FIG. 3 is a cross section corresponding to FIG. 2 but shows the switch as it is changing from an open to a closed condition", 1 FIG. 4 is a further cross section corresponding to FIG. 2 but shows the switch as it is changing from a closed to an open condition;

FIG. 5 is a scrap cross section through a part of the switch which is fitted with a spring-loaded plunger;

FIG. 6 is a scrap cross section corresponding to FIG. 5 but shows the plunger being depressed against the action of its spring loading by engagement with a stop on the vehicle body;

FIG. 7 is a perspective view of a central shaft of the switch;

FIG. 8 is a perspective view of a check valve element incorporated in the switch;

FIG. 9 is a partly broken away perspective view of a carrier for a moving electrical contact incorporated in the switch;

' FIG. 10 is a diagrammatic representation of one form of electrical circuit into which the switch can be connected to operate vehicle stoplights;

FIG. 11 is a diagrammatic representation of an alternative electrical circuit into which the switch can be connected to operate two sets of warning lights;

FIG. 12 shows an alternative fonn of switch constructed and installed in a motor vehicle in accordance with the invention;

FIG. 13 is a view to an enlarged scale of part of the installation of FIG. 12, the switch being shown in section and in an open condition;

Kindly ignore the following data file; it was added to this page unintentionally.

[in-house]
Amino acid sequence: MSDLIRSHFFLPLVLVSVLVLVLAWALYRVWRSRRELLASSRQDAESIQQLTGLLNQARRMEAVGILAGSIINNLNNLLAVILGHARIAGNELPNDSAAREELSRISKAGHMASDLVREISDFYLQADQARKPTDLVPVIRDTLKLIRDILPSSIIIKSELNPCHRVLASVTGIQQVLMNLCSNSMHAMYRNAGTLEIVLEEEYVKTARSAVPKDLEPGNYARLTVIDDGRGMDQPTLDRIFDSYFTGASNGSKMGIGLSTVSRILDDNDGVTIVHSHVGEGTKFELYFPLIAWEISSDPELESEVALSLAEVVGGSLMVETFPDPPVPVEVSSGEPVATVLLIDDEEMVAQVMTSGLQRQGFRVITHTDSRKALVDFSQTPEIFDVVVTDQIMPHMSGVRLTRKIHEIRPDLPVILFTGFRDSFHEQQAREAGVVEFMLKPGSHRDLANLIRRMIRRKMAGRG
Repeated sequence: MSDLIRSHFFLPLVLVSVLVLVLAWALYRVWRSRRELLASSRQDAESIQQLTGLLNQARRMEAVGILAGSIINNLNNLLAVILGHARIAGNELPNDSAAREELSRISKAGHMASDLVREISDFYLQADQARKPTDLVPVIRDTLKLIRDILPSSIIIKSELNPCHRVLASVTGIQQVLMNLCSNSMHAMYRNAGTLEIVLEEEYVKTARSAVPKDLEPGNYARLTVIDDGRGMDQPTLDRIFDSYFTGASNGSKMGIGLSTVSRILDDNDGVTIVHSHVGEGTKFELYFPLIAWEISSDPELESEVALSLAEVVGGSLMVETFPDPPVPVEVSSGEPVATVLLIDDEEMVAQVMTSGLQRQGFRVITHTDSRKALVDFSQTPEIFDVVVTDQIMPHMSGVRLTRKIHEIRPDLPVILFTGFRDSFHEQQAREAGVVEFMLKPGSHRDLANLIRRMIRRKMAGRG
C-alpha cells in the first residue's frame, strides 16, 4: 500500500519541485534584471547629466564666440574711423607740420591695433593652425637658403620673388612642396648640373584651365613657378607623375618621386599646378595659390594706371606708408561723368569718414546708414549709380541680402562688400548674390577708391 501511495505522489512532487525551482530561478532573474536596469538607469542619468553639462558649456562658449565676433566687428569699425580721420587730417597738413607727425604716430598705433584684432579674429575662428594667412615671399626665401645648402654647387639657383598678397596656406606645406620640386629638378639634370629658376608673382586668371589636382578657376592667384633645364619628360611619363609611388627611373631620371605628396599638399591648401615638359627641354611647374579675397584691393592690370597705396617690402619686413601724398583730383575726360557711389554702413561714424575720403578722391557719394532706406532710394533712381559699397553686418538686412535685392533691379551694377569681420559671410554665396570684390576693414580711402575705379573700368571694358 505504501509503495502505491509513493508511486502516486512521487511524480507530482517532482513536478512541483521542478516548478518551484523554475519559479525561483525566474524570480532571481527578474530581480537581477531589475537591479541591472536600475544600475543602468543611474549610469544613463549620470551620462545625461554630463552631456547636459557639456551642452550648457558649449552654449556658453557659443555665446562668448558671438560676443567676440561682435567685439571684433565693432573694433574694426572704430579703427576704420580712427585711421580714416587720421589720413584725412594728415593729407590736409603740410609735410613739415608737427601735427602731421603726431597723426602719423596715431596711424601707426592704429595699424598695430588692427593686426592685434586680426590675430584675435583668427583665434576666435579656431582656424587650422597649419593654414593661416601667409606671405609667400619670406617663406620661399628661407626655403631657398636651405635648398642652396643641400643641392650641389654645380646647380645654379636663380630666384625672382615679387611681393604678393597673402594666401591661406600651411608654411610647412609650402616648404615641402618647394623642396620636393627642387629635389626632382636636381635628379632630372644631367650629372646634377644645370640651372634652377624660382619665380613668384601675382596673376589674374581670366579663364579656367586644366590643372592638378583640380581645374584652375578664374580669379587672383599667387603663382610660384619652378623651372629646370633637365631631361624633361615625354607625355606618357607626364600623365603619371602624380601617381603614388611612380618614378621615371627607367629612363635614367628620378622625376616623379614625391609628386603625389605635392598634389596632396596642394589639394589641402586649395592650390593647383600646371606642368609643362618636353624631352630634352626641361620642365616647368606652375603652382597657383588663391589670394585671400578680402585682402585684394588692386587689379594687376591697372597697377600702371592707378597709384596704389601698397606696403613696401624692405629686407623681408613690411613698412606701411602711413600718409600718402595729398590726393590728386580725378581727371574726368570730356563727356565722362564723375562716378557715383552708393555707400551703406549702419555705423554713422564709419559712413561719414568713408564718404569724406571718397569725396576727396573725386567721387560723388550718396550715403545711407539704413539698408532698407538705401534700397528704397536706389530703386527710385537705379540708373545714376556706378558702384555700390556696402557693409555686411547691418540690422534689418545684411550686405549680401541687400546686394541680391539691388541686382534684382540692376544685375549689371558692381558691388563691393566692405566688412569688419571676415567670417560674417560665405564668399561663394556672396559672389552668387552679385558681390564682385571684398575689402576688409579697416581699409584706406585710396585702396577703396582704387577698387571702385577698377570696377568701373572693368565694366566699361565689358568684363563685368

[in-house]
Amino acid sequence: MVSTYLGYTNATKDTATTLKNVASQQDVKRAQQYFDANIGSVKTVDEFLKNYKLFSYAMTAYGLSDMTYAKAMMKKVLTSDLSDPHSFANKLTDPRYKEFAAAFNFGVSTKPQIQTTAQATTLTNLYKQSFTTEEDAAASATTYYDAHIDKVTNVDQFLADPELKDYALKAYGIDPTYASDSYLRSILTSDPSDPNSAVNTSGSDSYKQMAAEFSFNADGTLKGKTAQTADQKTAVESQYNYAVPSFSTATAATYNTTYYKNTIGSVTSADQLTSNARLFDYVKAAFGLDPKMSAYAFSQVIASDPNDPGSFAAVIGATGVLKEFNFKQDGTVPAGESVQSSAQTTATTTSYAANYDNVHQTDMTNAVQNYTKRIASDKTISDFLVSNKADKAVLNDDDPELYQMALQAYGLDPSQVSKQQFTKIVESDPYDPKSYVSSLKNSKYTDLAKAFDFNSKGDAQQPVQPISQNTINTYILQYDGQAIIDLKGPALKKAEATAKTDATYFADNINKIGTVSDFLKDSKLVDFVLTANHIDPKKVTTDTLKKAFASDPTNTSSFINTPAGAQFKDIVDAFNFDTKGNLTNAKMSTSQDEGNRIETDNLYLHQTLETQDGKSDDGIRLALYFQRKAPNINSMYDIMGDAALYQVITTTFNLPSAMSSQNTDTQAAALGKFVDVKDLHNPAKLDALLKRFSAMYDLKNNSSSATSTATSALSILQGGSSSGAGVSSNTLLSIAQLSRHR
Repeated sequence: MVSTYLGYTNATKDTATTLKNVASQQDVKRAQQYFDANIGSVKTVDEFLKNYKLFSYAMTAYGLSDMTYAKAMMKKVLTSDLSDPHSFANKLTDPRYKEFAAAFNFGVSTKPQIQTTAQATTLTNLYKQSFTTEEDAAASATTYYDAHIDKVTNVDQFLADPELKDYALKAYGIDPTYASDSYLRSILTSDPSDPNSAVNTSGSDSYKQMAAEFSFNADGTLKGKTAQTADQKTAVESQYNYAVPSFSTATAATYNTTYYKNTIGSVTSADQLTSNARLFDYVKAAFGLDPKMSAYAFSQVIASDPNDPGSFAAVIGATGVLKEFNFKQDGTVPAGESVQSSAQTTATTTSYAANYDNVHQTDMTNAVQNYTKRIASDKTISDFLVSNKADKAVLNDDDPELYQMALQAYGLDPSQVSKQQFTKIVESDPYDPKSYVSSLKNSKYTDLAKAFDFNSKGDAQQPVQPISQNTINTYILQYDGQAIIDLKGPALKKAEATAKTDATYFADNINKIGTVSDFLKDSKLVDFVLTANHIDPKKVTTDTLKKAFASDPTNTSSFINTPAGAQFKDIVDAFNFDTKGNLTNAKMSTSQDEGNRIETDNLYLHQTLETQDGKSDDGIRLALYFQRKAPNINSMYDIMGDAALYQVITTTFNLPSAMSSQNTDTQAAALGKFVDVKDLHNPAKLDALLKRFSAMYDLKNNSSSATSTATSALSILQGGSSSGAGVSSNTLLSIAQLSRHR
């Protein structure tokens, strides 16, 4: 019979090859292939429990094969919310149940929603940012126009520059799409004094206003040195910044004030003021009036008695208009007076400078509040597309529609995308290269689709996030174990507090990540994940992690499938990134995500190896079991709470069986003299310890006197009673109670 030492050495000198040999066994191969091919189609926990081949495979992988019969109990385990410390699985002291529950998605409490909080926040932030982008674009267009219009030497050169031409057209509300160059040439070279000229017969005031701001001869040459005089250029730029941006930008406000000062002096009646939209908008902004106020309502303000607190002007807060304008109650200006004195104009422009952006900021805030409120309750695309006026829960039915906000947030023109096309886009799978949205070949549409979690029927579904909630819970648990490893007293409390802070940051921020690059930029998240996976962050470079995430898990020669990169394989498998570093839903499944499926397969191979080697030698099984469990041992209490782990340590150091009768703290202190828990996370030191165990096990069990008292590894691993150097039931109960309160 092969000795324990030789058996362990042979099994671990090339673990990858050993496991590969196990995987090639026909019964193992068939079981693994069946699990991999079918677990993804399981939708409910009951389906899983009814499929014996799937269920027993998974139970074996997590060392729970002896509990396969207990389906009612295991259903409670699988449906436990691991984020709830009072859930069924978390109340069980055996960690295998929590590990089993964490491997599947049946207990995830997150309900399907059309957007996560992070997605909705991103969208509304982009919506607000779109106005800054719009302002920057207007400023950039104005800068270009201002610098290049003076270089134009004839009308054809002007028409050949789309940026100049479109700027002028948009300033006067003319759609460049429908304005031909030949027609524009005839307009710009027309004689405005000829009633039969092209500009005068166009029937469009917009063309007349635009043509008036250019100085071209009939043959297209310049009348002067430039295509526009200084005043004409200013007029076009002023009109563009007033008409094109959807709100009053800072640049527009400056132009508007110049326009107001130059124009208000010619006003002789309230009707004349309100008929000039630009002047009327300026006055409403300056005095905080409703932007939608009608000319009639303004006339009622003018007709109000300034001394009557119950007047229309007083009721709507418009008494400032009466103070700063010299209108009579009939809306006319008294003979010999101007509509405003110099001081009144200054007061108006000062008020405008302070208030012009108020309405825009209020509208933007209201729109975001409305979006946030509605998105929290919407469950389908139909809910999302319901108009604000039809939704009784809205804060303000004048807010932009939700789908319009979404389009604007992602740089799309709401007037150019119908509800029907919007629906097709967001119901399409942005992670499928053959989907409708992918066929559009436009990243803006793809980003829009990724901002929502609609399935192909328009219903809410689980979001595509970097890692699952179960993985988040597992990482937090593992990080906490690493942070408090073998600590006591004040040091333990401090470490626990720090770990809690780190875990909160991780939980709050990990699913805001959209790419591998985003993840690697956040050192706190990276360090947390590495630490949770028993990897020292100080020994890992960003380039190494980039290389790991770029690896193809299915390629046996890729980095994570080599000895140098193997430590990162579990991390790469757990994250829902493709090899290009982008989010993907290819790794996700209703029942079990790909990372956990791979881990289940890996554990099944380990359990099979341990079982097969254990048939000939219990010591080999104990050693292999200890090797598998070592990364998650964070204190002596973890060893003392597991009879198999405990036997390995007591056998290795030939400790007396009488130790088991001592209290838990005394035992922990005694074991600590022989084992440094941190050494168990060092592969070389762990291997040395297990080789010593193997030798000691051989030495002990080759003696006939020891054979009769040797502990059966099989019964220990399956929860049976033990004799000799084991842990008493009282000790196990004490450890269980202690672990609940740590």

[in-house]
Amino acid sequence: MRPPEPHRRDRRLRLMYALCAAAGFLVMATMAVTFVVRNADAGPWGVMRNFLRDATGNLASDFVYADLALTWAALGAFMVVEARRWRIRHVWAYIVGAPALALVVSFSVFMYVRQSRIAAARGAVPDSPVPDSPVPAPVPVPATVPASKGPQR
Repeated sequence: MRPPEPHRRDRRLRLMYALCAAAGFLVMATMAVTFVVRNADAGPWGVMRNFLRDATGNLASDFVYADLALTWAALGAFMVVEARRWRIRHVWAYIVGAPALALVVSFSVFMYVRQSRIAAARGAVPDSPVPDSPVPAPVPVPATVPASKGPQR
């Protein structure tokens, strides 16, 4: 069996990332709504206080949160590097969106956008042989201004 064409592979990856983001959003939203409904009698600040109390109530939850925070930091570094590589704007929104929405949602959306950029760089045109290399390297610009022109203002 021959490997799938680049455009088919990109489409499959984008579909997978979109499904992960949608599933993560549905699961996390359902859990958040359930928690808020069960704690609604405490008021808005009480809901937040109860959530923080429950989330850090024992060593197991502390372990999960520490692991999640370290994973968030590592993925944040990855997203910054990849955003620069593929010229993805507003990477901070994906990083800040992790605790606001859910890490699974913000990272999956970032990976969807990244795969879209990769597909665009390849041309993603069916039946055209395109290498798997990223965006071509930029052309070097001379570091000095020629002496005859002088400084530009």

FIG. 14 is a view corresponding to FIG. 13 but shows the switch in a closed condition;

FIG. 15 is a view similar to FIGS. 13 and 14 but shows the switch being tilted by engagement with a stop when the throttle of the vehicle is approaching its fully open condition;

FIG. 16 is a section on the line X-X in FIG. 13; and

FIG. 17 is a perspective view of a metal ramp and contact plate incorporated in the switch.

DESCRIPTION OF THE PREFERRED EMBODIMENT The switch of FIGS. 1 to 11 is denoted generally as 12 and comprises a cup-shaped housing 13 having a cylindrical peripheral wall 14 and an integral end disk 16. On assembly of the switch, the mouth of housing 13 is closed by an end disk 17. The latter disk is held in position by tightening of a clamping nut 18 along a screw-thread which is formed on one end of a shaft 19 extending centrally through the housing and through holes in both end disks 16, 17. Shaft 19 has a flange 21 which on tightening of nut 18 bears against the outer face of end disk 16 and a washer 22 is disposed between clamping nut 18 and the outer face of end disk 17.

End disk 17 carries a pair of resilient blade contacts 23. These contacts are fastened to end disk 17 at diametrically opposite locations by a pair of screws 24 extending through appropriate apertures in the end disk and insulated from the end disk by electrically insulating washers 26 and grummets 27. The outer ends of screws 24 are fitted with clamping nuts 28 and electrical leads 29 can be clamped between nuts 28 and grummets 27 to connect blade contacts 23 into an electrical circuit as will be described hereinafter.